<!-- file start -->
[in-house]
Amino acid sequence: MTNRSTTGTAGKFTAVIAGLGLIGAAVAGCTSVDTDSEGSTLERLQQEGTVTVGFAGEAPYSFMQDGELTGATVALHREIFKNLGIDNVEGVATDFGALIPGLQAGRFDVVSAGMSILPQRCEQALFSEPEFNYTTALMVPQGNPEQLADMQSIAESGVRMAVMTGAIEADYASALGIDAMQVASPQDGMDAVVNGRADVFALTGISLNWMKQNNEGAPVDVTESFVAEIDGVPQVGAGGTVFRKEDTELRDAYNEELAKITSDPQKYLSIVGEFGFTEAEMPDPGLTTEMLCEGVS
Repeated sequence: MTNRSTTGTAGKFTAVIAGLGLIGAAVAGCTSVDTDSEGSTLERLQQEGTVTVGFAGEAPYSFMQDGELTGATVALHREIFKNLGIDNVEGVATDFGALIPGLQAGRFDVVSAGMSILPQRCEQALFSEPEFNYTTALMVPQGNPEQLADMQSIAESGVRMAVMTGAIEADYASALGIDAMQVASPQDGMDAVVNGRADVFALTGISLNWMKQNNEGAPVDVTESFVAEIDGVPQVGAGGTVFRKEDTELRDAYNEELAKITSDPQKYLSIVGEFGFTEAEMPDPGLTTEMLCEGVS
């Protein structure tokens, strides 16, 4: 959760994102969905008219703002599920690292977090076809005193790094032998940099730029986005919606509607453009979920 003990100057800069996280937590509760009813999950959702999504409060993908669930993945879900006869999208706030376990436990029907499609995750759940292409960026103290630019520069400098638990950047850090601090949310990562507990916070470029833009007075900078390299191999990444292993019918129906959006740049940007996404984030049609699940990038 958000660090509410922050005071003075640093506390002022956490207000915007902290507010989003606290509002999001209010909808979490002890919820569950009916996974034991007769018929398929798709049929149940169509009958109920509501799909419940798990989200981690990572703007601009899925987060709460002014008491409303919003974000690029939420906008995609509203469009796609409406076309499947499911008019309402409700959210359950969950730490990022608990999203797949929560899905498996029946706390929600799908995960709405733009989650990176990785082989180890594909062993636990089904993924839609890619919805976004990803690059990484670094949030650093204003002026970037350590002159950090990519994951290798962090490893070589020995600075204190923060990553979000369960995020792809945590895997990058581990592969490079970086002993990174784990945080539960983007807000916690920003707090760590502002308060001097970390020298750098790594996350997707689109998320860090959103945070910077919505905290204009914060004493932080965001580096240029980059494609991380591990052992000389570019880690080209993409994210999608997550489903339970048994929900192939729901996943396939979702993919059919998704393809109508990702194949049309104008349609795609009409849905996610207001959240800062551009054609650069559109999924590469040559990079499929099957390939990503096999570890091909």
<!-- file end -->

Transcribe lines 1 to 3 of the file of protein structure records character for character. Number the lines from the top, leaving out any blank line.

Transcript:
[in-house]
Amino acid sequence: MTNRSTTGTAGKFTAVIAGLGLIGAAVAGCTSVDTDSEGSTLERLQQEGTVTVGFAGEAPYSFMQDGELTGATVALHREIFKNLGIDNVEGVATDFGALIPGLQAGRFDVVSAGMSILPQRCEQALFSEPEFNYTTALMVPQGNPEQLADMQSIAESGVRMAVMTGAIEADYASALGIDAMQVASPQDGMDAVVNGRADVFALTGISLNWMKQNNEGAPVDVTESFVAEIDGVPQVGAGGTVFRKEDTELRDAYNEELAKITSDPQKYLSIVGEFGFTEAEMPDPGLTTEMLCEGVS
Repeated sequence: MTNRSTTGTAGKFTAVIAGLGLIGAAVAGCTSVDTDSEGSTLERLQQEGTVTVGFAGEAPYSFMQDGELTGATVALHREIFKNLGIDNVEGVATDFGALIPGLQAGRFDVVSAGMSILPQRCEQALFSEPEFNYTTALMVPQGNPEQLADMQSIAESGVRMAVMTGAIEADYASALGIDAMQVASPQDGMDAVVNGRADVFALTGISLNWMKQNNEGAPVDVTESFVAEIDGVPQVGAGGTVFRKEDTELRDAYNEELAKITSDPQKYLSIVGEFGFTEAEMPDPGLTTEMLCEGVS